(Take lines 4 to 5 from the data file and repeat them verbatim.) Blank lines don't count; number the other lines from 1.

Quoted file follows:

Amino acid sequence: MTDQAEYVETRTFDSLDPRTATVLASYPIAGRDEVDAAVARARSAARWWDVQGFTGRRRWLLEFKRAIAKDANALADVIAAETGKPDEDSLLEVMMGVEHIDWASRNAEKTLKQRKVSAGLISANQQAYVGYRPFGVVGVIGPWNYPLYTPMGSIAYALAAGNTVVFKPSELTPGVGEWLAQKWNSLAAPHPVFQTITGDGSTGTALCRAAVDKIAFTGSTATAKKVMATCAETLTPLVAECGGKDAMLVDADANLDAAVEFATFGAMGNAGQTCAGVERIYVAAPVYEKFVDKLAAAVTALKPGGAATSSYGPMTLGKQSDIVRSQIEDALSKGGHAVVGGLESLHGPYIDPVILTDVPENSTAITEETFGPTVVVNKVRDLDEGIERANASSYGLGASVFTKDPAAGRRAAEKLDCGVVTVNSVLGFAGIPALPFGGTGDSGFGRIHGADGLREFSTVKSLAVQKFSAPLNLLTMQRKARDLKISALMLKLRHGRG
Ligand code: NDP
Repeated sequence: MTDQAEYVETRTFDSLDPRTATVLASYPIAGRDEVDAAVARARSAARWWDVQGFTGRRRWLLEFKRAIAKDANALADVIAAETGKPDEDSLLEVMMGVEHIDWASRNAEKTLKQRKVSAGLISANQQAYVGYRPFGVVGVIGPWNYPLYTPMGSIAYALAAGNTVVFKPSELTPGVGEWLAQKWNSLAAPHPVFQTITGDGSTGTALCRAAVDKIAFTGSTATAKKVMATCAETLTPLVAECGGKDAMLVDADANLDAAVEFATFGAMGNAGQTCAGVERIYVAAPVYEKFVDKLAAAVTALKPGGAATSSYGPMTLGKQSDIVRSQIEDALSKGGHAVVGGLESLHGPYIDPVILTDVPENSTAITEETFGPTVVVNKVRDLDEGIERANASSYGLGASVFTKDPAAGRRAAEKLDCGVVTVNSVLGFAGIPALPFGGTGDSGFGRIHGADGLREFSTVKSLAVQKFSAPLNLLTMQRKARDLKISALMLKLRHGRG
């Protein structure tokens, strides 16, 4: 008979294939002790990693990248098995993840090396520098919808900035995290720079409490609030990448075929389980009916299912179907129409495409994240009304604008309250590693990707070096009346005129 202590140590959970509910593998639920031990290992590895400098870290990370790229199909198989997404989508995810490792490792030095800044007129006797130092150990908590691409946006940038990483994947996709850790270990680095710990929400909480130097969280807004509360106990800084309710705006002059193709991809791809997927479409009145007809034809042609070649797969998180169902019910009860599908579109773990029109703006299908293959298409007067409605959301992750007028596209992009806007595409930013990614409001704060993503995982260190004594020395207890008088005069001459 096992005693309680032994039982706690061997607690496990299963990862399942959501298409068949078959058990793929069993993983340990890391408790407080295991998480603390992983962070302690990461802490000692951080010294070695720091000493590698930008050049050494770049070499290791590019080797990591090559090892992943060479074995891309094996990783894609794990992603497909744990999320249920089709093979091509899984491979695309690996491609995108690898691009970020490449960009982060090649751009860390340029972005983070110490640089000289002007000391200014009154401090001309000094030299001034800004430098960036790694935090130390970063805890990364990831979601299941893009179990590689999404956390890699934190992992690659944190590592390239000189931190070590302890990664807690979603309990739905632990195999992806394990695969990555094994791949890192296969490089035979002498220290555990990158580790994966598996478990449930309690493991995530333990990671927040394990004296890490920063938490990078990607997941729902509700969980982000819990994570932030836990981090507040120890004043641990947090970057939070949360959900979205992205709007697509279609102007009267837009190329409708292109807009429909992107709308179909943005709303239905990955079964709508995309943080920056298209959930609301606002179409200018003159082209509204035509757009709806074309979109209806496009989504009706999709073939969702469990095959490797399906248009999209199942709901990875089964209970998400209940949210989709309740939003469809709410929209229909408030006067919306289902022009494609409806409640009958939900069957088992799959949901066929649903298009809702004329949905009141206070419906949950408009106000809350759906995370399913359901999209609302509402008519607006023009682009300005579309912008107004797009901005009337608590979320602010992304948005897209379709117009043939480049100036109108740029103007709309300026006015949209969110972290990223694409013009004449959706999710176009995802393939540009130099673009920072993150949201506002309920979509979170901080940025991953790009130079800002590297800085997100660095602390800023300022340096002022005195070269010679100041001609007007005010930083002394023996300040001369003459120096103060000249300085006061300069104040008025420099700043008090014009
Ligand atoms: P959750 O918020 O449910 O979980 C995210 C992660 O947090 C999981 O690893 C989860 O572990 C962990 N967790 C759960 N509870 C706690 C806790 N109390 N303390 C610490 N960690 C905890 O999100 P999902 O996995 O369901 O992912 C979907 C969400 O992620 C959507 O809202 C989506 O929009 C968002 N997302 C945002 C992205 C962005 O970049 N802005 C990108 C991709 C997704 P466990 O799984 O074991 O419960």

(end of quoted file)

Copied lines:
């Protein structure tokens, strides 16, 4: 008979294939002790990693990248098995993840090396520098919808900035995290720079409490609030990448075929389980009916299912179907129409495409994240009304604008309250590693990707070096009346005129 202590140590959970509910593998639920031990290992590895400098870290990370790229199909198989997404989508995810490792490792030095800044007129006797130092150990908590691409946006940038990483994947996709850790270990680095710990929400909480130097969280807004509360106990800084309710705006002059193709991809791809997927479409009145007809034809042609070649797969998180169902019910009860599908579109773990029109703006299908293959298409007067409605959301992750007028596209992009806007595409930013990614409001704060993503995982260190004594020395207890008088005069001459 096992005693309680032994039982706690061997607690496990299963990862399942959501298409068949078959058990793929069993993983340990890391408790407080295991998480603390992983962070302690990461802490000692951080010294070695720091000493590698930008050049050494770049070499290791590019080797990591090559090892992943060479074995891309094996990783894609794990992603497909744990999320249920089709093979091509899984491979695309690996491609995108690898691009970020490449960009982060090649751009860390340029972005983070110490640089000289002007000391200014009154401090001309000094030299001034800004430098960036790694935090130390970063805890990364990831979601299941893009179990590689999404956390890699934190992992690659944190590592390239000189931190070590302890990664807690979603309990739905632990195999992806394990695969990555094994791949890192296969490089035979002498220290555990990158580790994966598996478990449930309690493991995530333990990671927040394990004296890490920063938490990078990607997941729902509700969980982000819990994570932030836990981090507040120890004043641990947090970057939070949360959900979205992205709007697509279609102007009267837009190329409708292109807009429909992107709308179909943005709303239905990955079964709508995309943080920056298209959930609301606002179409200018003159082209509204035509757009709806074309979109209806496009989504009706999709073939969702469990095959490797399906248009999209199942709901990875089964209970998400209940949210989709309740939003469809709410929209229909408030006067919306289902022009494609409806409640009958939900069957088992799959949901066929649903298009809702004329949905009141206070419906949950408009106000809350759906995370399913359901999209609302509402008519607006023009682009300005579309912008107004797009901005009337608590979320602010992304948005897209379709117009043939480049100036109108740029103007709309300026006015949209969110972290990223694409013009004449959706999710176009995802393939540009130099673009920072993150949201506002309920979509979170901080940025991953790009130079800002590297800085997100660095602390800023300022340096002022005195070269010679100041001609007007005010930083002394023996300040001369003459120096103060000249300085006061300069104040008025420099700043008090014009
Ligand atoms: P959750 O918020 O449910 O979980 C995210 C992660 O947090 C999981 O690893 C989860 O572990 C962990 N967790 C759960 N509870 C706690 C806790 N109390 N303390 C610490 N960690 C905890 O999100 P999902 O996995 O369901 O992912 C979907 C969400 O992620 C959507 O809202 C989506 O929009 C968002 N997302 C945002 C992205 C962005 O970049 N802005 C990108 C991709 C997704 P466990 O799984 O074991 O419960």